Each stage has a midboss and a boss, and their designs are wonderful and ridiculous. Examples include: the Bull Band, a jazz trio featuring a nasty lead singer who barks painful notes and emerges from one of three different holes like a whack-a-mole crooner; Clown Dog, a dog dressed in a clown suit who shoots projectiles atop a giant disembodied dog head; and Mugsy’s personal bodyguard, Mr. Kong, a large, swankily-dressed ape who shakes banana bunches from the ceiling and drops spiked balls from his sleeves. Strangely, every boss takes at least 20+ hits before they die, making the fights last upwards of a couple minutes even if you know what you’re doing.

After you complete the initial four levels, the fifth level, “I Love New York!” opens up and you’re treated to a super long stretch through the Big Apple, complete with new areas and additional fights with every boss and miniboss you’ve previously fought. The final boss fight with Mugsy is surprisingly easy, in spite of the constantly scrolling platforms over a bed of spikes. Mugsy never stops moving, but if you have the Twin Shot, he goes down easy.

After you finally beat Mugsy to the literal moon, stare at Jill and Willy kissing each other yet again near a New York background, and watch the credits, you might think the game’s over. Wait long enough, however, and Mugsy’s face appears again, challenging you to one last fight. You’re stripped of any items, any money, and any additional lives beyond the two you start the game with. This extra secret not-featured-on-the-television-as-an-option level is by far the most challenging of the entire game. The level involves climbing and swinging from one platform to the next, clinging to dear life on a conveyor belt, and defeating Mugsy one last time. Do this, and you’re truly the rockin’est of all the cats.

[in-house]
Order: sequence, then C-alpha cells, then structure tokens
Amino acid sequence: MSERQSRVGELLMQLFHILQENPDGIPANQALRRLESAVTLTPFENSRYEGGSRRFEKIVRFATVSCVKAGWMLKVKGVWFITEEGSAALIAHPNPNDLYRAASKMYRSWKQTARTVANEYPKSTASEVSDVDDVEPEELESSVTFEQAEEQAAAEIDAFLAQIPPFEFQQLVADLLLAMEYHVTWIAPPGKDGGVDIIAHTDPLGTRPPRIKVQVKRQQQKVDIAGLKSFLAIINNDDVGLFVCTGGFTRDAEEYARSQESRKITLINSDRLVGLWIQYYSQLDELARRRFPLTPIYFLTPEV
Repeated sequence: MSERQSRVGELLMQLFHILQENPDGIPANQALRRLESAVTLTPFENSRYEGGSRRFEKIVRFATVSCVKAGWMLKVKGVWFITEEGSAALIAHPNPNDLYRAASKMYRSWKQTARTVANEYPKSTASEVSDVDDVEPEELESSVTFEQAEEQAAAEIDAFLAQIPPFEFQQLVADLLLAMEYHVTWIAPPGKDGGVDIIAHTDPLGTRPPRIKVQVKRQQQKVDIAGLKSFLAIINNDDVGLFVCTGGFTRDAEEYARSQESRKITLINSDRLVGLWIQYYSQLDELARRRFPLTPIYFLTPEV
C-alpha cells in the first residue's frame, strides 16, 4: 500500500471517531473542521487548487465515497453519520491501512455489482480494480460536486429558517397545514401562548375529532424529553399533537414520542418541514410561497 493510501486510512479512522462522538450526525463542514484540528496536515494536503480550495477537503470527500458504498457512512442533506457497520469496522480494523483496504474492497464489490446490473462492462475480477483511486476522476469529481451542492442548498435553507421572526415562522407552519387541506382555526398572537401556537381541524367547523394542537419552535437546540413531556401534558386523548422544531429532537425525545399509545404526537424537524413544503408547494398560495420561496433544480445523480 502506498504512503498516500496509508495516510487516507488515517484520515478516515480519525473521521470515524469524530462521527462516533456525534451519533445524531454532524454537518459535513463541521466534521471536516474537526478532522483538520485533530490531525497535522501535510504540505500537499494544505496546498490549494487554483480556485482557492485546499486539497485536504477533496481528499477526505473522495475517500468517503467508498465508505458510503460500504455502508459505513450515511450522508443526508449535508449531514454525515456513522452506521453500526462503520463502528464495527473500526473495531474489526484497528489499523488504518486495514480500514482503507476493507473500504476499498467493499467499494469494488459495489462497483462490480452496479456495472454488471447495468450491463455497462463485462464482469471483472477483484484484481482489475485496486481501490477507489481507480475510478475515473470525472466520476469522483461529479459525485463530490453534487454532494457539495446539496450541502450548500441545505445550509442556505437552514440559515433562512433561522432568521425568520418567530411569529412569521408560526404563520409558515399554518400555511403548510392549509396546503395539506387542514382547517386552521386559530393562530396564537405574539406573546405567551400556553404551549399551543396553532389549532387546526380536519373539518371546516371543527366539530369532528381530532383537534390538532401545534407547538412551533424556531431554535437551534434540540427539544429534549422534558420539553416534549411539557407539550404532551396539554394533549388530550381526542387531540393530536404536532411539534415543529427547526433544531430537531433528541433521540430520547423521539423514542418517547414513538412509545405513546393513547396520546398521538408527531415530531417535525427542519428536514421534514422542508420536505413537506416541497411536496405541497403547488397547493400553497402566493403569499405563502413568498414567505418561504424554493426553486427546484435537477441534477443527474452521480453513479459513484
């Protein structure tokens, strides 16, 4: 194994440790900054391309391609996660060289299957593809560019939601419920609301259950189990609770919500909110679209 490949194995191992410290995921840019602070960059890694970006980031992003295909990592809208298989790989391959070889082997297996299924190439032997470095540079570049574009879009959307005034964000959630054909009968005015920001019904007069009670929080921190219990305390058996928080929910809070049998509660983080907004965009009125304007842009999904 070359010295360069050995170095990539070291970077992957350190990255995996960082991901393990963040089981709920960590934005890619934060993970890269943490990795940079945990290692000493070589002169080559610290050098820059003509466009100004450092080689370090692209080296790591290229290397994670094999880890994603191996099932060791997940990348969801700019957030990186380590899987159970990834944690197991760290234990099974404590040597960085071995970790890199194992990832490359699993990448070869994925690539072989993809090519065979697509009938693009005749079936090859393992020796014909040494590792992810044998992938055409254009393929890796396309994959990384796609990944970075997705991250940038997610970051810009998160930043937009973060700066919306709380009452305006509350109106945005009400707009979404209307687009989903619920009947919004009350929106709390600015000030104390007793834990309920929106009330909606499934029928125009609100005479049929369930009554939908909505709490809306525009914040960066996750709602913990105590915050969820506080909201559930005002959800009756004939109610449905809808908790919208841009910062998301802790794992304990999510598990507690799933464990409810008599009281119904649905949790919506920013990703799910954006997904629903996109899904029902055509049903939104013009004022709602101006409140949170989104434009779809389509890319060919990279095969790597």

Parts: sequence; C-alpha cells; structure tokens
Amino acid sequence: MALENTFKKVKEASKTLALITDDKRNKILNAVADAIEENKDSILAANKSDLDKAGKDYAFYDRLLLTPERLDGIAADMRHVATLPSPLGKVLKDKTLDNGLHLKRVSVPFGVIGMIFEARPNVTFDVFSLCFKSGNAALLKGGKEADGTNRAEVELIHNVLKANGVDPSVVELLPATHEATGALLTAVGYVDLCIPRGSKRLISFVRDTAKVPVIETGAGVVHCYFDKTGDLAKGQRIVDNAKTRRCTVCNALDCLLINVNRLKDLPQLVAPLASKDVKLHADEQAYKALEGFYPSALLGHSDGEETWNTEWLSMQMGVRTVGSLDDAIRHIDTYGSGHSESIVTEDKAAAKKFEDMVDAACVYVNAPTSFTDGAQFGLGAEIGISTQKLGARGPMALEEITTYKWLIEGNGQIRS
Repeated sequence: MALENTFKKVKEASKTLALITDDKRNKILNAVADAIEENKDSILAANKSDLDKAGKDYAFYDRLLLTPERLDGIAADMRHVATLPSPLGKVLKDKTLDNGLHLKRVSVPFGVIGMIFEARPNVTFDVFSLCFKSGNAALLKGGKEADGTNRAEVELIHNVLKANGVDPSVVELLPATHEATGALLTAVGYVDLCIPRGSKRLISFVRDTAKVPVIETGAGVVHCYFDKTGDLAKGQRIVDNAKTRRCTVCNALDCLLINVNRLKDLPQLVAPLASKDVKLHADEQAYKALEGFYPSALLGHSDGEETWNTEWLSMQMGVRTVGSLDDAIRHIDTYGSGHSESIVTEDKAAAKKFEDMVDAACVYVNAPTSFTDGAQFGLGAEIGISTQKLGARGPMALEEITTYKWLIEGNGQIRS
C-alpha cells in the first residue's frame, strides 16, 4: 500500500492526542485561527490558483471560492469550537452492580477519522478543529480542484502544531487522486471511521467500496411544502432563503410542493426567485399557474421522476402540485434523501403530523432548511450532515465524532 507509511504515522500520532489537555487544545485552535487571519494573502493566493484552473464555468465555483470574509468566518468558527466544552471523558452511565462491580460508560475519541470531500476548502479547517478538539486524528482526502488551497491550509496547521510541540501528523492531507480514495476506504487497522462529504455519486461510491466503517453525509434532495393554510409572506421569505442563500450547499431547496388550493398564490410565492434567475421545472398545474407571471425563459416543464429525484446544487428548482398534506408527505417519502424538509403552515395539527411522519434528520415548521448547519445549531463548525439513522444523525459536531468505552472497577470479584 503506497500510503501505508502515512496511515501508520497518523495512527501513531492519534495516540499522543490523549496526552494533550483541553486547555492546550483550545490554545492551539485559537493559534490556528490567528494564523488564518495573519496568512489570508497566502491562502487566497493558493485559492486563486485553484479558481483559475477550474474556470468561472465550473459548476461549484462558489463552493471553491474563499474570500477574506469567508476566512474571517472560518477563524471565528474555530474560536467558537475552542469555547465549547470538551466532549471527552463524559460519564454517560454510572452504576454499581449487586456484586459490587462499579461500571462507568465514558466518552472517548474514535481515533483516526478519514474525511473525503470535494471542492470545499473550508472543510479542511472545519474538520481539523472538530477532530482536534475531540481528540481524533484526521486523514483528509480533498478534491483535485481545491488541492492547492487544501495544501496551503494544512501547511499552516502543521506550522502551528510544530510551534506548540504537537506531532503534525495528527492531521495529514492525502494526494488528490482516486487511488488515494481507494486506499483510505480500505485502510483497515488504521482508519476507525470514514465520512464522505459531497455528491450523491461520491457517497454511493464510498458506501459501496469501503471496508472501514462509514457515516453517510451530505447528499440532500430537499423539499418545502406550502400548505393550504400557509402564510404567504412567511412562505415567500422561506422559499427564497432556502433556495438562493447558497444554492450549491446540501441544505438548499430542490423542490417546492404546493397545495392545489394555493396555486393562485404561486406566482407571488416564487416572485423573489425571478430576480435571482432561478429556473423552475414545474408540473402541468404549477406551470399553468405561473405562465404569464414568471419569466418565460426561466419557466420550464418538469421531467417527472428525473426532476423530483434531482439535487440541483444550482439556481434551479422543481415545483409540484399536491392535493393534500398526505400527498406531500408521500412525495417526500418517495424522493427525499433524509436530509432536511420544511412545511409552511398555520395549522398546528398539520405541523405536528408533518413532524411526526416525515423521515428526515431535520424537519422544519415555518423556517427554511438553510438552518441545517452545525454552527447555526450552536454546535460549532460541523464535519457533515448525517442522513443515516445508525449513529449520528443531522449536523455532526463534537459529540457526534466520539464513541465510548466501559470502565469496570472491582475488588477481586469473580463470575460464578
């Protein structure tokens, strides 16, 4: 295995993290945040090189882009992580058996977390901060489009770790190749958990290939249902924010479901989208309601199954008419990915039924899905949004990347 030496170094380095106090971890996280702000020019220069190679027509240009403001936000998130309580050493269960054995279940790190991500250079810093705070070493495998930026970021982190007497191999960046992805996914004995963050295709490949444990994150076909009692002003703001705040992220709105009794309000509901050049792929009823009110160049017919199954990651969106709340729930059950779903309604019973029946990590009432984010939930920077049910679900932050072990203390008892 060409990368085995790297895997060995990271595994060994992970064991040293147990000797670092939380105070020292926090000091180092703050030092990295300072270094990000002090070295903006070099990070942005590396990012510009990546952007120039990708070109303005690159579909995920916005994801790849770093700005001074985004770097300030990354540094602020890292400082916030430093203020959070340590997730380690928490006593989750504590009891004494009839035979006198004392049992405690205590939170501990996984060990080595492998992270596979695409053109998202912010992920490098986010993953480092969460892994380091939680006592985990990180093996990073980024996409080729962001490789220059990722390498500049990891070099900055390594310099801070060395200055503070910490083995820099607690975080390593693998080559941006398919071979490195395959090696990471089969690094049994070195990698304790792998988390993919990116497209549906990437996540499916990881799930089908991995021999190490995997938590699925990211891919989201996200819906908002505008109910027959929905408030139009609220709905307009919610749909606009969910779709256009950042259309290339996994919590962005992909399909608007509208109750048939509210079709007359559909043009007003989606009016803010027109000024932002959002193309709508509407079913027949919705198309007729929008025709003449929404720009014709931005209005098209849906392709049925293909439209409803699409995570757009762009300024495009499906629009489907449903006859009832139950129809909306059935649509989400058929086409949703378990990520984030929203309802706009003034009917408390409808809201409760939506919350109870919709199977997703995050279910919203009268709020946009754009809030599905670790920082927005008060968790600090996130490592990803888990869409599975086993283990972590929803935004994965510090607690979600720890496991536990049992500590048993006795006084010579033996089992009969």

If you’re strapped for money or lives, or you’ve just beaten Rockin’ Kats and still want to pall around in Willy’s tattered shoes for awhile, check out the bonus games. These games are for gamblers: they have entry fees, but it’s hard to make money here. In “Basketball,” you swing from a small platform into one of several moving buckets labeled $25, $50, $90 and 1-Up. It’s difficult to swing into the buckets, but it’s surprisingly easy to bounce into the 1-Up bucket. “Roulette” shows Willy swinging like mad from a wheel of numbers. Stop on a number and you’ll receive either an amazing prize (3-Up!) or jack diddly. In “Pipe Toss,” you grab balls with the Punch Gun by holding ‘B’ and fling them into pipes with varying money amounts. The game costs the most to start ($100 a game), but grabbing and tossing balls into the pipes is simple, making it the only game with true money-making potential.

Any NES game released in the last three years of the console’s life had to compete next to better-looking games on 16-bit systems, but also, the NES’ super popular older titles like the Mega Man series, Castlevania, Contra, etc. The latter games were not only highly acclaimed, but they were released when the NES was the high rollin’ king in town. Rockin’ Kats had the misfortune of coming out near the SNES launch in North America, which likely had a hand in relegating it to forgotten status. Also, even though the platformer was a hot genre, the NES had scores of them. For many gamers who lived through the NES days, it’s easy to see how Rockin’ Kats could have looked like more of the same.

The cute character designs, charming aesthetics and Punch Gun gimmick make Rockin’ Kats stand out from the other platformers in the NES library, but behind the adorable window dressing is a B-tier platformer akin to Tiny Toon Adventures or Felix the Cat. The levels, while thoughtfully constructed, are sparse, with only the occasional enemy and extra item to look forward to. Remove the swinging function, and the game’s difficulty drops almost completely. Even with the swinging – which alternates between enjoyable and annoying – there’s little replay value, save for the bonus games which get old quickly. Rockin’ Kats is a whimsical adventure, but those looking for depth, replay value, or significant challenge probably won’t be impressed.